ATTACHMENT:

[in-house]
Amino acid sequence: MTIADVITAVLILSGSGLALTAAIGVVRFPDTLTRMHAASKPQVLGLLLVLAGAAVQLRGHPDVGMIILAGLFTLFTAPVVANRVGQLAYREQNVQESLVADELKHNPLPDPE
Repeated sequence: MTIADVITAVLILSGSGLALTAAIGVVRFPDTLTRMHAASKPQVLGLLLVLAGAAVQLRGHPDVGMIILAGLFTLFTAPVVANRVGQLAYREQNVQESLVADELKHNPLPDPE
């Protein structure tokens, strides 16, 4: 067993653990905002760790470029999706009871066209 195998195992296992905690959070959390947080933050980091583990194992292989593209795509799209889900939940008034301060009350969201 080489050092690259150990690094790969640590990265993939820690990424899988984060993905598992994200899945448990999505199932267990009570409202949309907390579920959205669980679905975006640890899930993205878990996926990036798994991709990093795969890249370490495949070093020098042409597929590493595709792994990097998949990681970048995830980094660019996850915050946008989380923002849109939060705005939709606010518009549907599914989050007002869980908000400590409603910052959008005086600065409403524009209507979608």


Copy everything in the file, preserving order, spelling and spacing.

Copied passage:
[in-house]
Amino acid sequence: MTIADVITAVLILSGSGLALTAAIGVVRFPDTLTRMHAASKPQVLGLLLVLAGAAVQLRGHPDVGMIILAGLFTLFTAPVVANRVGQLAYREQNVQESLVADELKHNPLPDPE
Repeated sequence: MTIADVITAVLILSGSGLALTAAIGVVRFPDTLTRMHAASKPQVLGLLLVLAGAAVQLRGHPDVGMIILAGLFTLFTAPVVANRVGQLAYREQNVQESLVADELKHNPLPDPE
């Protein structure tokens, strides 16, 4: 067993653990905002760790470029999706009871066209 195998195992296992905690959070959390947080933050980091583990194992292989593209795509799209889900939940008034301060009350969201 080489050092690259150990690094790969640590990265993939820690990424899988984060993905598992994200899945448990999505199932267990009570409202949309907390579920959205669980679905975006640890899930993205878990996926990036798994991709990093795969890249370490495949070093020098042409597929590493595709792994990097998949990681970048995830980094660019996850915050946008989380923002849109939060705005939709606010518009549907599914989050007002869980908000400590409603910052959008005086600065409403524009209507979608």